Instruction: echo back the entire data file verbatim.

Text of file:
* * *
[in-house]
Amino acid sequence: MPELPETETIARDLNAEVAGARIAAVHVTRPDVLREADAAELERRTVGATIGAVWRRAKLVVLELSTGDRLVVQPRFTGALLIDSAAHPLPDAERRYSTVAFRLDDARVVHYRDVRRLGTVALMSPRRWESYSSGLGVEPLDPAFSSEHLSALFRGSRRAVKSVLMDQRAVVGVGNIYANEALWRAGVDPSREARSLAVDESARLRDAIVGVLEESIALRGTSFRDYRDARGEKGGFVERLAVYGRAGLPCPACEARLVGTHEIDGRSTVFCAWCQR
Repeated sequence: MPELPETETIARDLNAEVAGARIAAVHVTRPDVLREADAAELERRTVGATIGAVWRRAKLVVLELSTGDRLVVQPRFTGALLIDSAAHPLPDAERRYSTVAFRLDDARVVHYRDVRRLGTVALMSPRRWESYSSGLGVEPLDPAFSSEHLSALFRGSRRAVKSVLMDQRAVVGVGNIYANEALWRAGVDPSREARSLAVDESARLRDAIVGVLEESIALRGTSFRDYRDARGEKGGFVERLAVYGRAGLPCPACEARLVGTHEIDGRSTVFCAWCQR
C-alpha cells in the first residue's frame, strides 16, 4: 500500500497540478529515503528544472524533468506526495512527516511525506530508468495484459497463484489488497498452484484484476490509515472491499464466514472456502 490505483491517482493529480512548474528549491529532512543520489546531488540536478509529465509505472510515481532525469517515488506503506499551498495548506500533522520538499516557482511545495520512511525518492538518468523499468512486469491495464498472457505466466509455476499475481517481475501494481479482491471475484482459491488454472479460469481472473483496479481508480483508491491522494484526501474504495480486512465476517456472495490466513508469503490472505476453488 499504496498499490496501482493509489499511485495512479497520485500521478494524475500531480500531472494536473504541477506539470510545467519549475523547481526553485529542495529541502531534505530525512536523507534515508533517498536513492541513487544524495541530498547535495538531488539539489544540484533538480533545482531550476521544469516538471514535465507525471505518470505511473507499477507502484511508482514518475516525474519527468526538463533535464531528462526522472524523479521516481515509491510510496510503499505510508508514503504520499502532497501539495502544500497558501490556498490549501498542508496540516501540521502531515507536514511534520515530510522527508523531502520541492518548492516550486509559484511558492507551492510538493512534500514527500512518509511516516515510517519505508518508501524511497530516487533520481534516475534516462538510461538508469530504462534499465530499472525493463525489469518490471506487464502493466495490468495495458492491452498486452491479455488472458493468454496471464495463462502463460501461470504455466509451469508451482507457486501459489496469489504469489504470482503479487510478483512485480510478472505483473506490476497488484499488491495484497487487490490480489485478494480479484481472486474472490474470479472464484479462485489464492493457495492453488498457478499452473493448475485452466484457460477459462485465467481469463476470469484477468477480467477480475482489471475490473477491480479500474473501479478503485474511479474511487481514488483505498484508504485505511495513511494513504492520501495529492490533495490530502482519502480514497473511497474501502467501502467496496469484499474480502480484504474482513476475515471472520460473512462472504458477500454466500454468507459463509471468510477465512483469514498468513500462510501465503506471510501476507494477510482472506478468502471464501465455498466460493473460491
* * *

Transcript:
[in-house]
Amino acid sequence: MPELPETETIARDLNAEVAGARIAAVHVTRPDVLREADAAELERRTVGATIGAVWRRAKLVVLELSTGDRLVVQPRFTGALLIDSAAHPLPDAERRYSTVAFRLDDARVVHYRDVRRLGTVALMSPRRWESYSSGLGVEPLDPAFSSEHLSALFRGSRRAVKSVLMDQRAVVGVGNIYANEALWRAGVDPSREARSLAVDESARLRDAIVGVLEESIALRGTSFRDYRDARGEKGGFVERLAVYGRAGLPCPACEARLVGTHEIDGRSTVFCAWCQR
Repeated sequence: MPELPETETIARDLNAEVAGARIAAVHVTRPDVLREADAAELERRTVGATIGAVWRRAKLVVLELSTGDRLVVQPRFTGALLIDSAAHPLPDAERRYSTVAFRLDDARVVHYRDVRRLGTVALMSPRRWESYSSGLGVEPLDPAFSSEHLSALFRGSRRAVKSVLMDQRAVVGVGNIYANEALWRAGVDPSREARSLAVDESARLRDAIVGVLEESIALRGTSFRDYRDARGEKGGFVERLAVYGRAGLPCPACEARLVGTHEIDGRSTVFCAWCQR
C-alpha cells in the first residue's frame, strides 16, 4: 500500500497540478529515503528544472524533468506526495512527516511525506530508468495484459497463484489488497498452484484484476490509515472491499464466514472456502 490505483491517482493529480512548474528549491529532512543520489546531488540536478509529465509505472510515481532525469517515488506503506499551498495548506500533522520538499516557482511545495520512511525518492538518468523499468512486469491495464498472457505466466509455476499475481517481475501494481479482491471475484482459491488454472479460469481472473483496479481508480483508491491522494484526501474504495480486512465476517456472495490466513508469503490472505476453488 499504496498499490496501482493509489499511485495512479497520485500521478494524475500531480500531472494536473504541477506539470510545467519549475523547481526553485529542495529541502531534505530525512536523507534515508533517498536513492541513487544524495541530498547535495538531488539539489544540484533538480533545482531550476521544469516538471514535465507525471505518470505511473507499477507502484511508482514518475516525474519527468526538463533535464531528462526522472524523479521516481515509491510510496510503499505510508508514503504520499502532497501539495502544500497558501490556498490549501498542508496540516501540521502531515507536514511534520515530510522527508523531502520541492518548492516550486509559484511558492507551492510538493512534500514527500512518509511516516515510517519505508518508501524511497530516487533520481534516475534516462538510461538508469530504462534499465530499472525493463525489469518490471506487464502493466495490468495495458492491452498486452491479455488472458493468454496471464495463462502463460501461470504455466509451469508451482507457486501459489496469489504469489504470482503479487510478483512485480510478472505483473506490476497488484499488491495484497487487490490480489485478494480479484481472486474472490474470479472464484479462485489464492493457495492453488498457478499452473493448475485452466484457460477459462485465467481469463476470469484477468477480467477480475482489471475490473477491480479500474473501479478503485474511479474511487481514488483505498484508504485505511495513511494513504492520501495529492490533495490530502482519502480514497473511497474501502467501502467496496469484499474480502480484504474482513476475515471472520460473512462472504458477500454466500454468507459463509471468510477465512483469514498468513500462510501465503506471510501476507494477510482472506478468502471464501465455498466460493473460491